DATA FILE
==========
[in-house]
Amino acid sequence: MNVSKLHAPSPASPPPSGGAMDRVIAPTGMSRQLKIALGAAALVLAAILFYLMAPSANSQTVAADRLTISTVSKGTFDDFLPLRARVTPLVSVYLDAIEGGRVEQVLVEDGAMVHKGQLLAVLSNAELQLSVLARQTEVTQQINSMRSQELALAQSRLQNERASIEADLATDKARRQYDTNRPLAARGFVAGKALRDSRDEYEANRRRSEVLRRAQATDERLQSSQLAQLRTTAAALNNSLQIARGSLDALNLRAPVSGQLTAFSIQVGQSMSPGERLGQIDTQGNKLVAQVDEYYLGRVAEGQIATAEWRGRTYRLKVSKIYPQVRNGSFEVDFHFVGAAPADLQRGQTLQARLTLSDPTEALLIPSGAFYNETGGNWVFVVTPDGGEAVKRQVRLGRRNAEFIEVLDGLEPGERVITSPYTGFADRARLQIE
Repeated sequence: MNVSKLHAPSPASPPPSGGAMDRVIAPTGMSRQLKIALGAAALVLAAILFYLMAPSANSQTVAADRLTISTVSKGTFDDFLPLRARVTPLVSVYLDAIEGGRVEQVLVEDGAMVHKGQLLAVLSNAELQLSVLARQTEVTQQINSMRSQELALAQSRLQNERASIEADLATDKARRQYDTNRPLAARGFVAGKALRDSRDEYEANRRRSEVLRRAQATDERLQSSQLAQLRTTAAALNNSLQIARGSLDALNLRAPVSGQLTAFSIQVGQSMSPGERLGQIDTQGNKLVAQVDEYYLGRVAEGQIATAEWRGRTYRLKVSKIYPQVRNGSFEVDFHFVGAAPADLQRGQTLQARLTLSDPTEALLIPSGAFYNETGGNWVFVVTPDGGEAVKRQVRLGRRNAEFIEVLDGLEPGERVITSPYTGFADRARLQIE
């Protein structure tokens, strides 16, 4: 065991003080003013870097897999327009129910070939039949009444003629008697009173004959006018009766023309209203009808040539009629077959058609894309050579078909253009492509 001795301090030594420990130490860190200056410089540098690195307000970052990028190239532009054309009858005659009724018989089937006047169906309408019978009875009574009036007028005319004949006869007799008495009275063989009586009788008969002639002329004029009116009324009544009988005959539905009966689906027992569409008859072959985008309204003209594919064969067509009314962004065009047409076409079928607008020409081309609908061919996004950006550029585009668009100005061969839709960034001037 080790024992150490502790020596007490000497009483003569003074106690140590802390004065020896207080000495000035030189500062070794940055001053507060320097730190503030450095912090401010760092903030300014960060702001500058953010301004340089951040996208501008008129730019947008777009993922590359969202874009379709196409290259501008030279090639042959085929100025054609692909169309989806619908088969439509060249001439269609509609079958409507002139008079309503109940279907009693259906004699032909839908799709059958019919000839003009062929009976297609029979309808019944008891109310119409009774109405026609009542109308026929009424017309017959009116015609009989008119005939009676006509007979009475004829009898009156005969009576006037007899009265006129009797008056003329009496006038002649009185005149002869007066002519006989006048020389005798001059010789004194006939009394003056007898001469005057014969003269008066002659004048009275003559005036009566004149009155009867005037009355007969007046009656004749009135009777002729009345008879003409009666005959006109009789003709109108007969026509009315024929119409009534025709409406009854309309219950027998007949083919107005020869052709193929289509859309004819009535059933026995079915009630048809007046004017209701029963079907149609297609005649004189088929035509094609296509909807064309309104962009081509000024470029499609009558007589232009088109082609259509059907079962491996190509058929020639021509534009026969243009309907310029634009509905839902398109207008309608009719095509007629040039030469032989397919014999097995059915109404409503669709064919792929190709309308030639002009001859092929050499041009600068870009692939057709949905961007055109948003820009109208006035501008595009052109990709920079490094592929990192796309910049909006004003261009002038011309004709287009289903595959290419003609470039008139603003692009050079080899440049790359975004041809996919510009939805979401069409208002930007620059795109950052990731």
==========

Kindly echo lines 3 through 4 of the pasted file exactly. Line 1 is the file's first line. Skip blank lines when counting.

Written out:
Repeated sequence: MNVSKLHAPSPASPPPSGGAMDRVIAPTGMSRQLKIALGAAALVLAAILFYLMAPSANSQTVAADRLTISTVSKGTFDDFLPLRARVTPLVSVYLDAIEGGRVEQVLVEDGAMVHKGQLLAVLSNAELQLSVLARQTEVTQQINSMRSQELALAQSRLQNERASIEADLATDKARRQYDTNRPLAARGFVAGKALRDSRDEYEANRRRSEVLRRAQATDERLQSSQLAQLRTTAAALNNSLQIARGSLDALNLRAPVSGQLTAFSIQVGQSMSPGERLGQIDTQGNKLVAQVDEYYLGRVAEGQIATAEWRGRTYRLKVSKIYPQVRNGSFEVDFHFVGAAPADLQRGQTLQARLTLSDPTEALLIPSGAFYNETGGNWVFVVTPDGGEAVKRQVRLGRRNAEFIEVLDGLEPGERVITSPYTGFADRARLQIE
């Protein structure tokens, strides 16, 4: 065991003080003013870097897999327009129910070939039949009444003629008697009173004959006018009766023309209203009808040539009629077959058609894309050579078909253009492509 001795301090030594420990130490860190200056410089540098690195307000970052990028190239532009054309009858005659009724018989089937006047169906309408019978009875009574009036007028005319004949006869007799008495009275063989009586009788008969002639002329004029009116009324009544009988005959539905009966689906027992569409008859072959985008309204003209594919064969067509009314962004065009047409076409079928607008020409081309609908061919996004950006550029585009668009100005061969839709960034001037 080790024992150490502790020596007490000497009483003569003074106690140590802390004065020896207080000495000035030189500062070794940055001053507060320097730190503030450095912090401010760092903030300014960060702001500058953010301004340089951040996208501008008129730019947008777009993922590359969202874009379709196409290259501008030279090639042959085929100025054609692909169309989806619908088969439509060249001439269609509609079958409507002139008079309503109940279907009693259906004699032909839908799709059958019919000839003009062929009976297609029979309808019944008891109310119409009774109405026609009542109308026929009424017309017959009116015609009989008119005939009676006509007979009475004829009898009156005969009576006037007899009265006129009797008056003329009496006038002649009185005149002869007066002519006989006048020389005798001059010789004194006939009394003056007898001469005057014969003269008066002659004048009275003559005036009566004149009155009867005037009355007969007046009656004749009135009777002729009345008879003409009666005959006109009789003709109108007969026509009315024929119409009534025709409406009854309309219950027998007949083919107005020869052709193929289509859309004819009535059933026995079915009630048809007046004017209701029963079907149609297609005649004189088929035509094609296509909807064309309104962009081509000024470029499609009558007589232009088109082609259509059907079962491996190509058929020639021509534009026969243009309907310029634009509905839902398109207008309608009719095509007629040039030469032989397919014999097995059915109404409503669709064919792929190709309308030639002009001859092929050499041009600068870009692939057709949905961007055109948003820009109208006035501008595009052109990709920079490094592929990192796309910049909006004003261009002038011309004709287009289903595959290419003609470039008139603003692009050079080899440049790359975004041809996919510009939805979401069409208002930007620059795109950052990731």